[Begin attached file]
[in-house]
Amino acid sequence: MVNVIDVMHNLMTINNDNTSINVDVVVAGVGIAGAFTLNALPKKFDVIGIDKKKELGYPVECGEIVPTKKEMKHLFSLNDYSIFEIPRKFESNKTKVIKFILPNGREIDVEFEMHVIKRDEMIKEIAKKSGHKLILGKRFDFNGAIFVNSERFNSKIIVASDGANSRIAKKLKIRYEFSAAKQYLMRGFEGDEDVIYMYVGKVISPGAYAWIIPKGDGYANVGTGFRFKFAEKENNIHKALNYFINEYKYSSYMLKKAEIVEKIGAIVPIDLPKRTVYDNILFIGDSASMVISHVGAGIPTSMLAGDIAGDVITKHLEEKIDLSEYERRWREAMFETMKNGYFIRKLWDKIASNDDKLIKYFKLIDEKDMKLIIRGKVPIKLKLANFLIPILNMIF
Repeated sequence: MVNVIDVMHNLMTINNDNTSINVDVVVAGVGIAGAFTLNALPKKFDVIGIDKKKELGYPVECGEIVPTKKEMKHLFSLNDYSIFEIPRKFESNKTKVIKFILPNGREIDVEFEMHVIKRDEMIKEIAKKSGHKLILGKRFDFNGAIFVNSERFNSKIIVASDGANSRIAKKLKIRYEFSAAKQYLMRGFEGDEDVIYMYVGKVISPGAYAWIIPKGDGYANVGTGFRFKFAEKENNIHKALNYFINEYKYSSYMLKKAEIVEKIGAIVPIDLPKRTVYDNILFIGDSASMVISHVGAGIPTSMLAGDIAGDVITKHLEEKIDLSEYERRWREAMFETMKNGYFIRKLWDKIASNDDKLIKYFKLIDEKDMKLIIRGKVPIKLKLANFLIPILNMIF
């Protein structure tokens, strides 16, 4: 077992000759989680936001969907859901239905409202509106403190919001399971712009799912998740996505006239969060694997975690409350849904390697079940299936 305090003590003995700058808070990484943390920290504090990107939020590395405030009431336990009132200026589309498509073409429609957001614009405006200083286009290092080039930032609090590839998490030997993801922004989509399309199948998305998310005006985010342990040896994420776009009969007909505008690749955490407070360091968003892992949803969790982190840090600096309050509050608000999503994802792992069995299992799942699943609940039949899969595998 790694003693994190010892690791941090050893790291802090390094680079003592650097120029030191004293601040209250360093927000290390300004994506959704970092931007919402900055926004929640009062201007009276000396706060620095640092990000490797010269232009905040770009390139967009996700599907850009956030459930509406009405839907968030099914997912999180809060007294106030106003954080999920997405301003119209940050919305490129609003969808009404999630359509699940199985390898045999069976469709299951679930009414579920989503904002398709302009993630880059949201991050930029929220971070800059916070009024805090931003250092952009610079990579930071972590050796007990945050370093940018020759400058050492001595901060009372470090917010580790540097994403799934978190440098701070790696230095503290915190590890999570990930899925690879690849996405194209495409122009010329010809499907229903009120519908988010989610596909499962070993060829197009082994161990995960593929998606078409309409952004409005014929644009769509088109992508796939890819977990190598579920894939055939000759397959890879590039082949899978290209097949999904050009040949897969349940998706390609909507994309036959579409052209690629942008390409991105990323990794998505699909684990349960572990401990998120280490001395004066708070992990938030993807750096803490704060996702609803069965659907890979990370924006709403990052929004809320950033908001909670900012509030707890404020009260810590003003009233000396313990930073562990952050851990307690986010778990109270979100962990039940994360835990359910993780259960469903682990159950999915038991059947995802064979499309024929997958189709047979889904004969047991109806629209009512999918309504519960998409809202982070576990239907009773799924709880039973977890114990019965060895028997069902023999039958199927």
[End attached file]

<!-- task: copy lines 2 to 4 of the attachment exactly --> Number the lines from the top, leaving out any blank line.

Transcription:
Amino acid sequence: MVNVIDVMHNLMTINNDNTSINVDVVVAGVGIAGAFTLNALPKKFDVIGIDKKKELGYPVECGEIVPTKKEMKHLFSLNDYSIFEIPRKFESNKTKVIKFILPNGREIDVEFEMHVIKRDEMIKEIAKKSGHKLILGKRFDFNGAIFVNSERFNSKIIVASDGANSRIAKKLKIRYEFSAAKQYLMRGFEGDEDVIYMYVGKVISPGAYAWIIPKGDGYANVGTGFRFKFAEKENNIHKALNYFINEYKYSSYMLKKAEIVEKIGAIVPIDLPKRTVYDNILFIGDSASMVISHVGAGIPTSMLAGDIAGDVITKHLEEKIDLSEYERRWREAMFETMKNGYFIRKLWDKIASNDDKLIKYFKLIDEKDMKLIIRGKVPIKLKLANFLIPILNMIF
Repeated sequence: MVNVIDVMHNLMTINNDNTSINVDVVVAGVGIAGAFTLNALPKKFDVIGIDKKKELGYPVECGEIVPTKKEMKHLFSLNDYSIFEIPRKFESNKTKVIKFILPNGREIDVEFEMHVIKRDEMIKEIAKKSGHKLILGKRFDFNGAIFVNSERFNSKIIVASDGANSRIAKKLKIRYEFSAAKQYLMRGFEGDEDVIYMYVGKVISPGAYAWIIPKGDGYANVGTGFRFKFAEKENNIHKALNYFINEYKYSSYMLKKAEIVEKIGAIVPIDLPKRTVYDNILFIGDSASMVISHVGAGIPTSMLAGDIAGDVITKHLEEKIDLSEYERRWREAMFETMKNGYFIRKLWDKIASNDDKLIKYFKLIDEKDMKLIIRGKVPIKLKLANFLIPILNMIF
């Protein structure tokens, strides 16, 4: 077992000759989680936001969907859901239905409202509106403190919001399971712009799912998740996505006239969060694997975690409350849904390697079940299936 305090003590003995700058808070990484943390920290504090990107939020590395405030009431336990009132200026589309498509073409429609957001614009405006200083286009290092080039930032609090590839998490030997993801922004989509399309199948998305998310005006985010342990040896994420776009009969007909505008690749955490407070360091968003892992949803969790982190840090600096309050509050608000999503994802792992069995299992799942699943609940039949899969595998 790694003693994190010892690791941090050893790291802090390094680079003592650097120029030191004293601040209250360093927000290390300004994506959704970092931007919402900055926004929640009062201007009276000396706060620095640092990000490797010269232009905040770009390139967009996700599907850009956030459930509406009405839907968030099914997912999180809060007294106030106003954080999920997405301003119209940050919305490129609003969808009404999630359509699940199985390898045999069976469709299951679930009414579920989503904002398709302009993630880059949201991050930029929220971070800059916070009024805090931003250092952009610079990579930071972590050796007990945050370093940018020759400058050492001595901060009372470090917010580790540097994403799934978190440098701070790696230095503290915190590890999570990930899925690879690849996405194209495409122009010329010809499907229903009120519908988010989610596909499962070993060829197009082994161990995960593929998606078409309409952004409005014929644009769509088109992508796939890819977990190598579920894939055939000759397959890879590039082949899978290209097949999904050009040949897969349940998706390609909507994309036959579409052209690629942008390409991105990323990794998505699909684990349960572990401990998120280490001395004066708070992990938030993807750096803490704060996702609803069965659907890979990370924006709403990052929004809320950033908001909670900012509030707890404020009260810590003003009233000396313990930073562990952050851990307690986010778990109270979100962990039940994360835990359910993780259960469903682990159950999915038991059947995802064979499309024929997958189709047979889904004969047991109806629209009512999918309504519960998409809202982070576990239907009773799924709880039973977890114990019965060895028997069902023999039958199927």